Hughie / Shakespeare Theatre Company

In this short play by Eugene O’Neill, Richard Schiff plays Erie Smith, a run-down, two-bit gambler whose luck has run out since the death of Hughie, the night clerk at the cheap hotel where Erie stays.  

The play is one long scene.  Erie stumbles into the hotel in the middle of the night, on the tail-end of a multi-day bender, and starts spinning stories at the new Night Clerk, played by Randall Newsome.  This current Night Clerk smiles and nods, but couldn’t care less about Erie or his exploits, and would prefer for Erie to go to bed and leave him alone so that he can blankly wait out the night until his shift is over.

Through Erie’s meandering chatter over the rest of the course of the play, we come to find out how much Hughie meant to him and how telling his stories to Hughie made Erie feel more impressive and more successful than he really is.   Erie’s joking, prodding, and generally talking at the Night Clerk slowly wears the Clerk down, making him realize that he doesn’t have to just pass the time, that maybe he can actually connect with Erie.  The play ends on a hopeful note: perhaps with the new Night Clerk, Erie can find friendship and meaning again and get over Hughie’s loss, and perhaps the Clerk can become a bit more alive by rolling dice with Erie and listening to his exaggerated tales of adventure.

Hughie works as detailed character study of these three men: Erie, the Night Clerk, and the never-seen Hughie.  But it is also a delicate exploration of the idea that we all need to be seen.  We need to have someone to talk to at the end of the day.  Without someone to hear our stories, without someone to perform for, without someone to reflect ourselves back to us, who are we?  We are lost in the world.  Without witness.  When Erie loses Hughie, he loses himself.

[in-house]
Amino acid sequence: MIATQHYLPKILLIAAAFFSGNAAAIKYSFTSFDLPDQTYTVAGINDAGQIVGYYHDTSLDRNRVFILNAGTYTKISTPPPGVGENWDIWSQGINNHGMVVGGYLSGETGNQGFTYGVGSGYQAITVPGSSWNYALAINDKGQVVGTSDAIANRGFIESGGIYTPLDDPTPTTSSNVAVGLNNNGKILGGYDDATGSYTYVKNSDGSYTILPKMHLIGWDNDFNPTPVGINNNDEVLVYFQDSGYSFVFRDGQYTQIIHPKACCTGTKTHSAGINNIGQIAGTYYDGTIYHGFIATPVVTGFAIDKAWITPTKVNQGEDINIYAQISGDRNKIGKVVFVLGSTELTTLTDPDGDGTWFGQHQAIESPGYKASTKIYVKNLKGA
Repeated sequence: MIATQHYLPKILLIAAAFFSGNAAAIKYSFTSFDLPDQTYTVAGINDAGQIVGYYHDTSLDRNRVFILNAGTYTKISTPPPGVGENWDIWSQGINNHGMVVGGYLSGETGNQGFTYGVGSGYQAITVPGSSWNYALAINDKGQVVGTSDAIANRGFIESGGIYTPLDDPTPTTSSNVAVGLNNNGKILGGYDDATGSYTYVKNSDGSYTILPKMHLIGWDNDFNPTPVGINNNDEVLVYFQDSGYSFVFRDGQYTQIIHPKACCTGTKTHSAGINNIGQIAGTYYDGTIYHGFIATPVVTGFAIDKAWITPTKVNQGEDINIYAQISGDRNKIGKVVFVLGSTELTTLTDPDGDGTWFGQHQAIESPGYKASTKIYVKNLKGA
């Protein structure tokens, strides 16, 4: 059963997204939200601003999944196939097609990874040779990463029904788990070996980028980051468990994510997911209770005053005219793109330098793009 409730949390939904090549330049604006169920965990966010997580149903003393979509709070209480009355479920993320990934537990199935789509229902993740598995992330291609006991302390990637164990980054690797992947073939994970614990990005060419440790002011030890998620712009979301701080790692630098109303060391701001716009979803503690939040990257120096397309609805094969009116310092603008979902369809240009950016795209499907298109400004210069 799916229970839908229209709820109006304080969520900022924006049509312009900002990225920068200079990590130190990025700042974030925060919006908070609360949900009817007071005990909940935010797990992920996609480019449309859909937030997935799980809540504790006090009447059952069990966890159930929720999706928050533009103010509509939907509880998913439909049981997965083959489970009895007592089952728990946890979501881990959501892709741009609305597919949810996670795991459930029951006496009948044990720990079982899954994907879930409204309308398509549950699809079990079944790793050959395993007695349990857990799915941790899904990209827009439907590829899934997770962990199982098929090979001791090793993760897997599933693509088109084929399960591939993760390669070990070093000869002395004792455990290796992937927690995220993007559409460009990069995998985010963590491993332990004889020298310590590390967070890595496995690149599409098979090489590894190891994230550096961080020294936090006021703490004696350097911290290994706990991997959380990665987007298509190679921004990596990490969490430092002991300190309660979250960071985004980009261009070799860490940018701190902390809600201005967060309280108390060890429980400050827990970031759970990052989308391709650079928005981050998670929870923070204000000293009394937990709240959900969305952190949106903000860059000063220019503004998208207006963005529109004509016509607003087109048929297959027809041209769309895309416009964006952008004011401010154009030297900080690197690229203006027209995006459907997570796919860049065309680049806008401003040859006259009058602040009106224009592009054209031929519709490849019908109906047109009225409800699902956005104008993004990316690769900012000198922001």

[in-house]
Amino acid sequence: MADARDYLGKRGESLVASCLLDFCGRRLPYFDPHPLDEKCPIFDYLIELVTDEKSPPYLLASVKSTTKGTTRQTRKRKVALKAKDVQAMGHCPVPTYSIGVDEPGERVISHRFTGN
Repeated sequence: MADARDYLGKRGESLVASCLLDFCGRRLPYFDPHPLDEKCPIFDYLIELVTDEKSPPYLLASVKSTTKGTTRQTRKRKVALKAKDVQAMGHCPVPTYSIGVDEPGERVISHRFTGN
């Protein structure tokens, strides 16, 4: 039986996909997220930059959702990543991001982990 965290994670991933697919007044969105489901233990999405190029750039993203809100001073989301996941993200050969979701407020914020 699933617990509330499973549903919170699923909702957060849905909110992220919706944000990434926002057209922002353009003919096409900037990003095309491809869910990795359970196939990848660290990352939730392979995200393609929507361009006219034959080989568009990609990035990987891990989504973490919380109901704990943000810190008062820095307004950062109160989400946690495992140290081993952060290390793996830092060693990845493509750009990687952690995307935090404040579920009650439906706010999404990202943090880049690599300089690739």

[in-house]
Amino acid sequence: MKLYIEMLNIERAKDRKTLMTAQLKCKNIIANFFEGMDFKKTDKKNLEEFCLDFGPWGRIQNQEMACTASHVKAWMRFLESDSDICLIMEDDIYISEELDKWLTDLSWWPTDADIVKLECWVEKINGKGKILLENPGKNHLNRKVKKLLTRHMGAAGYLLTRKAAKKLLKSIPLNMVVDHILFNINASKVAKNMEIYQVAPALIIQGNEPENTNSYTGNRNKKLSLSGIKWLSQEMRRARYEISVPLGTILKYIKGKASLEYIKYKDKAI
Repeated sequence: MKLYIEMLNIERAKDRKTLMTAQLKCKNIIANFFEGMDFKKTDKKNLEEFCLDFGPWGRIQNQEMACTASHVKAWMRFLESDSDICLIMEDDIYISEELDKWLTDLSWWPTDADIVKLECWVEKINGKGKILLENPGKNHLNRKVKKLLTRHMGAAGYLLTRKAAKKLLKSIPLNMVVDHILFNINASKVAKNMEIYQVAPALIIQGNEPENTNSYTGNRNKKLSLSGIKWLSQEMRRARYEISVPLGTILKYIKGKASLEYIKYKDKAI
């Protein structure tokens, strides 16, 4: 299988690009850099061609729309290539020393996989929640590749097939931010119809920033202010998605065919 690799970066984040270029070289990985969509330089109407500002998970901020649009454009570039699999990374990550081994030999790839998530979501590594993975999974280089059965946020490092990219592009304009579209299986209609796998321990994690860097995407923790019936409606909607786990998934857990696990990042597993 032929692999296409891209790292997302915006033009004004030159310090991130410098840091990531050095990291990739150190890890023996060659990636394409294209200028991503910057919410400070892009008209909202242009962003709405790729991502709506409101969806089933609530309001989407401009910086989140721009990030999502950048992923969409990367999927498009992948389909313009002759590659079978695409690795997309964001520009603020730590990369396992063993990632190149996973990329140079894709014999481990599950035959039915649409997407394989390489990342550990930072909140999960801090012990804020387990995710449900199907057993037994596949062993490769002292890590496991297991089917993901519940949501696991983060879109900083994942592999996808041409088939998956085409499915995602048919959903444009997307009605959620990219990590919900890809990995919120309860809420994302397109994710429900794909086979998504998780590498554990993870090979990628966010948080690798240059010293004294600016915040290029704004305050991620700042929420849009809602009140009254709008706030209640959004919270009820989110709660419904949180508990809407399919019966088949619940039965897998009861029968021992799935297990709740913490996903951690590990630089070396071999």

I think this production, directed by Doug Hughes, could well be the ideal performance of this play.  Richard Schiff is excellent as Erie, making both his grandiosity and vulnerability palpable, not to mention making O’Neill’s 1920s slang-filled monologues actually seem natural and believable.

Hughes’s main addition to the play is to include a voiceover reading part of O’Neill’s stage directions that explain what the Night Clerk is actually thinking while he pretends to listen to Erie.  The disjuncture adds some needed comic relief and helps to flesh out the character of the Night Clerk.

Ticket prices for Hughie range from around $45 and go as high as $100 for a Saturday evening show.  With that, I do feel like it has to be asked, is this incredibly well done but only 55 minute show worth $100?   Pricing and theatre and evaluating ‘worth’ is a tricky game at best, but I do wonder why Hughie couldn’t have been paired with another one act (O’Neill or otherwise) to make a fuller evening? With my free press ticket, the show got to be a delightful little morsel, a Sunday evening treat, of both theatrical craft and a compelling idea.  But – if one had paid full price, I can see how they might walk away frustrated at still being hungry.

 Randall Newsome as Night Clerk and Richard Schiff as Erie Smith in the Shakespeare Theatre Company’s production of Hughie, directed by Doug Hughes. Photo by Carol Rosegg.
Runs Through March 17, 2013
STC, Lansburgh Theatre, 450 7th Street NW


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